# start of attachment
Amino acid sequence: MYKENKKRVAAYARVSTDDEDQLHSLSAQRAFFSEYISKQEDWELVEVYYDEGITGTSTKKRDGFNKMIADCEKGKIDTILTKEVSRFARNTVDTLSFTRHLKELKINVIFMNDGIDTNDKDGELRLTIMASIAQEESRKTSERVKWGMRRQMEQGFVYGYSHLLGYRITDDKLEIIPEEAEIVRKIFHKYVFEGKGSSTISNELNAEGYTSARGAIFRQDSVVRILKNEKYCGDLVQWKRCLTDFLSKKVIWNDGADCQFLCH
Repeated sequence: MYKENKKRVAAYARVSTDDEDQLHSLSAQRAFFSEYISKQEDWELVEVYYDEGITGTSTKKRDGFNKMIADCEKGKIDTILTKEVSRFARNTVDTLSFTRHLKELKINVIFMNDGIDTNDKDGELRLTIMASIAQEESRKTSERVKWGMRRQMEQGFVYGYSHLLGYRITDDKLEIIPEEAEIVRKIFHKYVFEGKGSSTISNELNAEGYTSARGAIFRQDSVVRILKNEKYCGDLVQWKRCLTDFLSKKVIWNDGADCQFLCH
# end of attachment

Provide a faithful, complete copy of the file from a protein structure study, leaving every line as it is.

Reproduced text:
Amino acid sequence: MYKENKKRVAAYARVSTDDEDQLHSLSAQRAFFSEYISKQEDWELVEVYYDEGITGTSTKKRDGFNKMIADCEKGKIDTILTKEVSRFARNTVDTLSFTRHLKELKINVIFMNDGIDTNDKDGELRLTIMASIAQEESRKTSERVKWGMRRQMEQGFVYGYSHLLGYRITDDKLEIIPEEAEIVRKIFHKYVFEGKGSSTISNELNAEGYTSARGAIFRQDSVVRILKNEKYCGDLVQWKRCLTDFLSKKVIWNDGADCQFLCH
Repeated sequence: MYKENKKRVAAYARVSTDDEDQLHSLSAQRAFFSEYISKQEDWELVEVYYDEGITGTSTKKRDGFNKMIADCEKGKIDTILTKEVSRFARNTVDTLSFTRHLKELKINVIFMNDGIDTNDKDGELRLTIMASIAQEESRKTSERVKWGMRRQMEQGFVYGYSHLLGYRITDDKLEIIPEEAEIVRKIFHKYVFEGKGSSTISNELNAEGYTSARGAIFRQDSVVRILKNEKYCGDLVQWKRCLTDFLSKKVIWNDGADCQFLCH